Billings Clinic

A 3D printed mask being donated to Billings Clinic.
Jess Sheldahl / Yellowstone Public Radio


Montanans are helping solve the problem of critical shortages of medical masks as coronavirus continues to spread. Sewing machines and 3D printers and lots of volunteers are making reusable masks to protect healthcare workers from the novel coronavirus.

The front of a building with a sign that says "Billings Public Library."
Aura Wetzel / Yellowstone Public Radio

The Sunday evening announcement that schools would be canceled this Mar. 16 sent many parents into crisis mode to find childcare.

But thanks to quick planning by the incident command team at the Billings Clinic, essential healthcare works and first responders in Billings have a free and secure place to take their kids. The plan to use the Billings Public Library came together in a matter of hours.

Missoula City Council President Bryan Von Lossberg; Adriane Beck, director, Office of Emergency Management; Cindy Farr, supervisor Missoula Health Department infectious disease office; Ellen Leahy, director Missoula City-County Health Dept; March 3, 2020.
Edward O'Brien / Montana Public Radio

There are still no confirmed cases of COVID-19 in Montana, but experts expect that will change. If and when it does, Missoula County health officials say they’re ready.

The Missoula City-County Health Department is preparing for the coronavirus that causes COVID-19, the same way communities prepare for wildfire or flood emergencies.

Two women administer CPR to a dummy
Navy Medicine / Flickr

Since 2002 Billings health care providers and emergency responders have been teaching lifesaving cardio pulmonary resuscitation, or CPR, to the general public and for free. They're doing it again on Feb. 29.

A man stands at a podium in a room full of people.
Kay Erickson / Yellowstone Public Radio

Community leaders, health care providers and media got their first look at the overall health of Yellowstone County with the release of the latest health needs assessment on Feb. 10.  Mental health, substance abuse and obesity top the list.

A panel of people in a room.
Kayla Desroches / Yellowstone Public Radio

 

Edit December 19, 2019: A former version of this article misstated the date of the Senate Committee on Energy and Natural Resources considered the bill on full and permanent LWCF funding. The commitee heard the bill November 19.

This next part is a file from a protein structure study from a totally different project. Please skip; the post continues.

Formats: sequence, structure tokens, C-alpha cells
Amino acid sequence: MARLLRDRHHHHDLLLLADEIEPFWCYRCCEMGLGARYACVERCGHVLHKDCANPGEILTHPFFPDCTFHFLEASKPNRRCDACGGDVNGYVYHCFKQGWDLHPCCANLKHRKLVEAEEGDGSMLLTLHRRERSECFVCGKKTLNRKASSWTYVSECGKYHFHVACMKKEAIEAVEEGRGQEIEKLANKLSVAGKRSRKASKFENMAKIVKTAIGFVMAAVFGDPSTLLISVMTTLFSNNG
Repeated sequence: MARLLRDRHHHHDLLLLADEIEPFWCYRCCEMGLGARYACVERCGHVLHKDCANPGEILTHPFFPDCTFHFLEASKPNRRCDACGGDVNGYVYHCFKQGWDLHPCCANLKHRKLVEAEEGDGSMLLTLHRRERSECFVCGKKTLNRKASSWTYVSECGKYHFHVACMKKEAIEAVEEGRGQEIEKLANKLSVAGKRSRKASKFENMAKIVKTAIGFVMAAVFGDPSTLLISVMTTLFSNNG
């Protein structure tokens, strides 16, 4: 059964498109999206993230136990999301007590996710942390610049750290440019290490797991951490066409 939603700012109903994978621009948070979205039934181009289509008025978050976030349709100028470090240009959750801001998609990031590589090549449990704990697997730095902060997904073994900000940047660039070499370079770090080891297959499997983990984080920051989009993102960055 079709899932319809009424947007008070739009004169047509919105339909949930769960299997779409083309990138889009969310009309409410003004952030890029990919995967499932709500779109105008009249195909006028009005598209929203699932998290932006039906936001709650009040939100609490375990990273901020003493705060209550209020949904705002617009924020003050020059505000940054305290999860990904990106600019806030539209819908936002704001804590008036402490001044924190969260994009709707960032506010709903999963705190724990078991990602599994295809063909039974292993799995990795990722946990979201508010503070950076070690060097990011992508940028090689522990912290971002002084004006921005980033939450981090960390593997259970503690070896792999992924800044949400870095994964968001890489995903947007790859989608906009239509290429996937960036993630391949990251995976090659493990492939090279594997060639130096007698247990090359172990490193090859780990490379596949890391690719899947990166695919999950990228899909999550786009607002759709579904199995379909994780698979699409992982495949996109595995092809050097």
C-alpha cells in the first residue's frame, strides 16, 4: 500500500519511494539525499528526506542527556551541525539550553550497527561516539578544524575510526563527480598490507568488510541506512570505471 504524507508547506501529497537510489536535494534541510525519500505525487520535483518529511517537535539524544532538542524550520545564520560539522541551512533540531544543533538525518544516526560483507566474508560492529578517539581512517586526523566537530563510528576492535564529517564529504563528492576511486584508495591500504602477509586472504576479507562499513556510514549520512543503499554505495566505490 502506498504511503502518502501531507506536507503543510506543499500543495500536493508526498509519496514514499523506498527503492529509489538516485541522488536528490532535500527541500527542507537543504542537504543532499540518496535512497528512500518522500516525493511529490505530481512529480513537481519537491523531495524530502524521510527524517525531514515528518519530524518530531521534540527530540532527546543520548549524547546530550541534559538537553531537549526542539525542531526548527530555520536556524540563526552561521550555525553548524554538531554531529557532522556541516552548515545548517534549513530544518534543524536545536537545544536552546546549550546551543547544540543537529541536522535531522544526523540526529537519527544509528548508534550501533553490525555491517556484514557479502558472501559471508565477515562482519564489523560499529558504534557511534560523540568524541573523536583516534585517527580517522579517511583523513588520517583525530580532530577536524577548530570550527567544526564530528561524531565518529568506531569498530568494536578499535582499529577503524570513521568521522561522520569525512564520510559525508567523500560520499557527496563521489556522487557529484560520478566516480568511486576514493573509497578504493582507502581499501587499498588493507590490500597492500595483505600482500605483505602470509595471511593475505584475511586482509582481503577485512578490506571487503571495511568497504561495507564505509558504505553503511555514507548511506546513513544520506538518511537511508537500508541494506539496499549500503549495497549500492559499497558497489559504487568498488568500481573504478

Some businesses in Billings are calling for Congress to fully fund the Land and Water Conservation Fund. They say access to the outdoors helps them recruit and keep employees in eastern Montana.

stethescope, pills, and notepad
wuestenigel / Flickr


Rural areas across the United States struggle to find and keep doctors. In Montana, rural residency programs aim to fix that problem by training new doctors away from city centers. Hospitals will be able to access federal funding for rural physician training starting in October.

CEO Julie Hauk at the Rehabilitation Hospital of Montana
Kayla Desroches / Yellowstone Public Radio

A medical center dedicated exclusively to injury rehabilitation opened in Billings this week. They say their facility is unique in the state.

Traci Jordan (Left)  and Kacy Keith (Right) sit together
Kayla Desroches / Yellowstone Public Radio

Correction: A previous version of this story incorrectly named Kenzie House as Sober Beginning's third sober home. Kacy Keith and Traci Jordan recently opened Ruthie House.

Three new sober homes have opened in Billings this summer. The women behind them say dorm-style houses offer a safe space for people working through addiction. But some treatment providers say sober living homes are part of a larger system of treatment that needs improvement.

A map of the new campus plans
Billings Clinic


Billings Clinic announced Wednesday it hired Bozeman-based Martel Construction to build phase one of its new medical campus in Bozeman.

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